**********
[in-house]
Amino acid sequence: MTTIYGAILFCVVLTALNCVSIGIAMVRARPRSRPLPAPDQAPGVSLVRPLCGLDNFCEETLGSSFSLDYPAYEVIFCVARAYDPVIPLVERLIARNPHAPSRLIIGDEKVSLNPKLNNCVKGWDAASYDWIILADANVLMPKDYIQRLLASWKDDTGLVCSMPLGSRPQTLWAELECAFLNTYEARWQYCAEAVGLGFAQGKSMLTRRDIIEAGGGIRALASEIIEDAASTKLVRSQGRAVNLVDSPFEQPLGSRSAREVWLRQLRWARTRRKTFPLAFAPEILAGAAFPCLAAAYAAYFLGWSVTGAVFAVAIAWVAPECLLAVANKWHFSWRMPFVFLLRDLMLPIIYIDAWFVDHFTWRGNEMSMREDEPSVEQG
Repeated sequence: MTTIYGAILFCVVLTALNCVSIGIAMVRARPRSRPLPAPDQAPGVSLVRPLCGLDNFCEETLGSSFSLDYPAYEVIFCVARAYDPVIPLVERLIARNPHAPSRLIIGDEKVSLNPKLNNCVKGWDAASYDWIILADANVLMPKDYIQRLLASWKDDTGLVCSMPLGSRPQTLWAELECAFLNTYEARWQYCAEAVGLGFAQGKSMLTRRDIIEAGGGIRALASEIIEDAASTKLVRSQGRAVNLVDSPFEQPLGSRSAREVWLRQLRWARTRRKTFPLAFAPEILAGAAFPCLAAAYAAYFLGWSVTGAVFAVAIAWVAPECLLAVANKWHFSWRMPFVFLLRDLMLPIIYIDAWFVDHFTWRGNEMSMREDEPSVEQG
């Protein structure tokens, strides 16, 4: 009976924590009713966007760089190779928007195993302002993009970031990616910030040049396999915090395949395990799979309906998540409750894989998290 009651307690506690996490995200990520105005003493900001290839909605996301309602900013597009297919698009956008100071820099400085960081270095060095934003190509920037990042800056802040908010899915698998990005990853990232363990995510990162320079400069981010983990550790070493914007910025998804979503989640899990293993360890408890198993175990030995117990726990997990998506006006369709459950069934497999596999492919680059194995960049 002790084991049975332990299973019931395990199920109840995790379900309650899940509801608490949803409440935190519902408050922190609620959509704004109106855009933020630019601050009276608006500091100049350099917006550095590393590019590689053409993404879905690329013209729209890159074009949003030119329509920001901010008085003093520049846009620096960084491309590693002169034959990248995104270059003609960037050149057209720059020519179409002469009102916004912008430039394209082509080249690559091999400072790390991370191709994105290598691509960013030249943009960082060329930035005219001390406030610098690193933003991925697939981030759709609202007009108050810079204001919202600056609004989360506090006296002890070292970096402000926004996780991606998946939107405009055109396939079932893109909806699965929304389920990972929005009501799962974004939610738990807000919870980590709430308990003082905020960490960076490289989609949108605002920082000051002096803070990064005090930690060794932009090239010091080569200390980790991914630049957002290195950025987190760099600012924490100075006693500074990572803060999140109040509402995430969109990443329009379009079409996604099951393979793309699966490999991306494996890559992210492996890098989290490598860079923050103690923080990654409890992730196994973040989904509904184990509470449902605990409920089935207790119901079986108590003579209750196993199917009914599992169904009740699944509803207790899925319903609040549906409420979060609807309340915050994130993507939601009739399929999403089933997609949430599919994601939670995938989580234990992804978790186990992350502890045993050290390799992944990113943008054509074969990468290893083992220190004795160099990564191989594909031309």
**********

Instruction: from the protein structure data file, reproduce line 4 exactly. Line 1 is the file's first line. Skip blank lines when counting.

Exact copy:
């Protein structure tokens, strides 16, 4: 009976924590009713966007760089190779928007195993302002993009970031990616910030040049396999915090395949395990799979309906998540409750894989998290 009651307690506690996490995200990520105005003493900001290839909605996301309602900013597009297919698009956008100071820099400085960081270095060095934003190509920037990042800056802040908010899915698998990005990853990232363990995510990162320079400069981010983990550790070493914007910025998804979503989640899990293993360890408890198993175990030995117990726990997990998506006006369709459950069934497999596999492919680059194995960049 002790084991049975332990299973019931395990199920109840995790379900309650899940509801608490949803409440935190519902408050922190609620959509704004109106855009933020630019601050009276608006500091100049350099917006550095590393590019590689053409993404879905690329013209729209890159074009949003030119329509920001901010008085003093520049846009620096960084491309590693002169034959990248995104270059003609960037050149057209720059020519179409002469009102916004912008430039394209082509080249690559091999400072790390991370191709994105290598691509960013030249943009960082060329930035005219001390406030610098690193933003991925697939981030759709609202007009108050810079204001919202600056609004989360506090006296002890070292970096402000926004996780991606998946939107405009055109396939079932893109909806699965929304389920990972929005009501799962974004939610738990807000919870980590709430308990003082905020960490960076490289989609949108605002920082000051002096803070990064005090930690060794932009090239010091080569200390980790991914630049957002290195950025987190760099600012924490100075006693500074990572803060999140109040509402995430969109990443329009379009079409996604099951393979793309699966490999991306494996890559992210492996890098989290490598860079923050103690923080990654409890992730196994973040989904509904184990509470449902605990409920089935207790119901079986108590003579209750196993199917009914599992169904009740699944509803207790899925319903609040549906409420979060609807309340915050994130993507939601009739399929999403089933997609949430599919994601939670995938989580234990992804978790186990992350502890045993050290390799992944990113943008054509074969990468290893083992220190004795160099990564191989594909031309």